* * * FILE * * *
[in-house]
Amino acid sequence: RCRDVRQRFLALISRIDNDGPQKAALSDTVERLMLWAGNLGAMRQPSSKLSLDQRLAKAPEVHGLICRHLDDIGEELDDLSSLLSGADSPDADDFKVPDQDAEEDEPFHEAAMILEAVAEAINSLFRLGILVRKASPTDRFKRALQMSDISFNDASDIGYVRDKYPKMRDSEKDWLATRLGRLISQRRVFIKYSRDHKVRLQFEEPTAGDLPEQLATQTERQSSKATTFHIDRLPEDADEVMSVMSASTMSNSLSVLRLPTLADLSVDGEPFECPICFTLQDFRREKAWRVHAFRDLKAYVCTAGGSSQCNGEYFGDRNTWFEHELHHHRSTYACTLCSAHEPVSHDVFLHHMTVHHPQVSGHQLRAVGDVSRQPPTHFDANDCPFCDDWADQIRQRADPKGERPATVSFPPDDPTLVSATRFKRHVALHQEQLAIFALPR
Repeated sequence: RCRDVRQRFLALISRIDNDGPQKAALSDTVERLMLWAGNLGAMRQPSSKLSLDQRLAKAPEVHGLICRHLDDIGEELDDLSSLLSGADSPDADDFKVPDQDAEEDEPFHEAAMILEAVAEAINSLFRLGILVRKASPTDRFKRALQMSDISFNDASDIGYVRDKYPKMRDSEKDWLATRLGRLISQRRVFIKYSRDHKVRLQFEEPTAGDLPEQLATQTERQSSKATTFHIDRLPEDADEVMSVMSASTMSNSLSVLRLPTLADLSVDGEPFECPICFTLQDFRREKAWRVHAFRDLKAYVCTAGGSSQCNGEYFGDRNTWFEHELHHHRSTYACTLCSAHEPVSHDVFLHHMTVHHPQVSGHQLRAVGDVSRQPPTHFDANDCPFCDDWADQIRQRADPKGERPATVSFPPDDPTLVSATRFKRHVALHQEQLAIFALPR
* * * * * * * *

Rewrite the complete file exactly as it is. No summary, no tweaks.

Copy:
[in-house]
Amino acid sequence: RCRDVRQRFLALISRIDNDGPQKAALSDTVERLMLWAGNLGAMRQPSSKLSLDQRLAKAPEVHGLICRHLDDIGEELDDLSSLLSGADSPDADDFKVPDQDAEEDEPFHEAAMILEAVAEAINSLFRLGILVRKASPTDRFKRALQMSDISFNDASDIGYVRDKYPKMRDSEKDWLATRLGRLISQRRVFIKYSRDHKVRLQFEEPTAGDLPEQLATQTERQSSKATTFHIDRLPEDADEVMSVMSASTMSNSLSVLRLPTLADLSVDGEPFECPICFTLQDFRREKAWRVHAFRDLKAYVCTAGGSSQCNGEYFGDRNTWFEHELHHHRSTYACTLCSAHEPVSHDVFLHHMTVHHPQVSGHQLRAVGDVSRQPPTHFDANDCPFCDDWADQIRQRADPKGERPATVSFPPDDPTLVSATRFKRHVALHQEQLAIFALPR
Repeated sequence: RCRDVRQRFLALISRIDNDGPQKAALSDTVERLMLWAGNLGAMRQPSSKLSLDQRLAKAPEVHGLICRHLDDIGEELDDLSSLLSGADSPDADDFKVPDQDAEEDEPFHEAAMILEAVAEAINSLFRLGILVRKASPTDRFKRALQMSDISFNDASDIGYVRDKYPKMRDSEKDWLATRLGRLISQRRVFIKYSRDHKVRLQFEEPTAGDLPEQLATQTERQSSKATTFHIDRLPEDADEVMSVMSASTMSNSLSVLRLPTLADLSVDGEPFECPICFTLQDFRREKAWRVHAFRDLKAYVCTAGGSSQCNGEYFGDRNTWFEHELHHHRSTYACTLCSAHEPVSHDVFLHHMTVHHPQVSGHQLRAVGDVSRQPPTHFDANDCPFCDDWADQIRQRADPKGERPATVSFPPDDPTLVSATRFKRHVALHQEQLAIFALPR